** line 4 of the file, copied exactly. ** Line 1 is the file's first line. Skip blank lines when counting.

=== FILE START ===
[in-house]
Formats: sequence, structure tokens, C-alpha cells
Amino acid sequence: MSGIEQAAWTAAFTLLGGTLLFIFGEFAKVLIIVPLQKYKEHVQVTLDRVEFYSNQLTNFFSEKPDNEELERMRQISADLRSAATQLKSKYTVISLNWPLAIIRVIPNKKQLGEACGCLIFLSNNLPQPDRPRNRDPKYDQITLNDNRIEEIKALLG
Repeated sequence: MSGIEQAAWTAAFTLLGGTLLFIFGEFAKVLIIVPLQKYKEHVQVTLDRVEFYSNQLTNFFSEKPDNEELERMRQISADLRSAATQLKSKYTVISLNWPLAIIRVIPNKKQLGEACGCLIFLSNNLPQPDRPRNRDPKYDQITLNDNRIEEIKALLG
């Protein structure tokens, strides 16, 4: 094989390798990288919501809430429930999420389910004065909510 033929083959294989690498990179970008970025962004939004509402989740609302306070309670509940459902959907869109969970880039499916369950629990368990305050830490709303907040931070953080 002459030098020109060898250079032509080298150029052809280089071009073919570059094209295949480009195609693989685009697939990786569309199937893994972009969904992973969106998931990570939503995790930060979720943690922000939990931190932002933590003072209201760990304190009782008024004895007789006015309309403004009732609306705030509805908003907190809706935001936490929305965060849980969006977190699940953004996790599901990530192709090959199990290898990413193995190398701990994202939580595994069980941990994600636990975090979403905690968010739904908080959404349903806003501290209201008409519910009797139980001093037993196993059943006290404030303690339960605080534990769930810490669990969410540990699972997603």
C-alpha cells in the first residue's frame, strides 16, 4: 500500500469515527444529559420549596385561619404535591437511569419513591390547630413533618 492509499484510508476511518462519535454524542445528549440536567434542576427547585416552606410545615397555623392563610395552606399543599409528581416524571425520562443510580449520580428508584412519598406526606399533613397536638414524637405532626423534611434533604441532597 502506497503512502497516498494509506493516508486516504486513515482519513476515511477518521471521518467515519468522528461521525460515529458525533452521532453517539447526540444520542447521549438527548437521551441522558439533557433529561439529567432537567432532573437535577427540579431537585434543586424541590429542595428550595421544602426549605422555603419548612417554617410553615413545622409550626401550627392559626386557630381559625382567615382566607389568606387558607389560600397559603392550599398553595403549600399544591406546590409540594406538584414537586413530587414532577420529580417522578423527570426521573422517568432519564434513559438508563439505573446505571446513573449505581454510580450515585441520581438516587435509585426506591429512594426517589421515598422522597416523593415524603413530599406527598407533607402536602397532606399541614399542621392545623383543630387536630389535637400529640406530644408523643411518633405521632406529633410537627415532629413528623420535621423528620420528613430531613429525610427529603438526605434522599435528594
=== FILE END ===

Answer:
Repeated sequence: MSGIEQAAWTAAFTLLGGTLLFIFGEFAKVLIIVPLQKYKEHVQVTLDRVEFYSNQLTNFFSEKPDNEELERMRQISADLRSAATQLKSKYTVISLNWPLAIIRVIPNKKQLGEACGCLIFLSNNLPQPDRPRNRDPKYDQITLNDNRIEEIKALLG